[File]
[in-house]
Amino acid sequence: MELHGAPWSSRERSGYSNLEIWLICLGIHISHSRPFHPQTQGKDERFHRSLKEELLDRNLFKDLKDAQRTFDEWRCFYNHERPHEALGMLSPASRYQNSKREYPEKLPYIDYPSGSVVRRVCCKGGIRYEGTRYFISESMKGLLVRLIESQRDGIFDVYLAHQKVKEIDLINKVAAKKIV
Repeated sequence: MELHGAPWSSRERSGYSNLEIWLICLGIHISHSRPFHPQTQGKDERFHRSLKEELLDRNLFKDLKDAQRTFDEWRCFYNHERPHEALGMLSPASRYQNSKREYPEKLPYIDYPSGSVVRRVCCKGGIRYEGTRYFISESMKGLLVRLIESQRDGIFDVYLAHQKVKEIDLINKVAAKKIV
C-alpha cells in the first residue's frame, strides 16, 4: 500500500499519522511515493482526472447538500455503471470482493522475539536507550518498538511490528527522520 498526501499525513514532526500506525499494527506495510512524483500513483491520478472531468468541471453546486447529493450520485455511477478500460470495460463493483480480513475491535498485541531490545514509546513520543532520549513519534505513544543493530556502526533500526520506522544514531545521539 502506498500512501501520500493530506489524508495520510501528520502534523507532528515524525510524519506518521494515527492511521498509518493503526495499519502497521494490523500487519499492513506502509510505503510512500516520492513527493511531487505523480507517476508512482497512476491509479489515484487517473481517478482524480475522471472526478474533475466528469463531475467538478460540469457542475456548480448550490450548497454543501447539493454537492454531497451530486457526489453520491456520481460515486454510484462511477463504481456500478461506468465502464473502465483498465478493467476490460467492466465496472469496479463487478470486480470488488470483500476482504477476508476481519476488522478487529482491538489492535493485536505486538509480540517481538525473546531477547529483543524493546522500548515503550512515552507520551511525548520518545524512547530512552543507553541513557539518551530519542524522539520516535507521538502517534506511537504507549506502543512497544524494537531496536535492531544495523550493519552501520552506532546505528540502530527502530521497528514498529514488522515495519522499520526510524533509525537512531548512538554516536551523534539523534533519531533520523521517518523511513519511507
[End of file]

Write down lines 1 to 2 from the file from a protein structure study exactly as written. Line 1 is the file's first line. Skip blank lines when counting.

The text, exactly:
[in-house]
Amino acid sequence: MELHGAPWSSRERSGYSNLEIWLICLGIHISHSRPFHPQTQGKDERFHRSLKEELLDRNLFKDLKDAQRTFDEWRCFYNHERPHEALGMLSPASRYQNSKREYPEKLPYIDYPSGSVVRRVCCKGGIRYEGTRYFISESMKGLLVRLIESQRDGIFDVYLAHQKVKEIDLINKVAAKKIV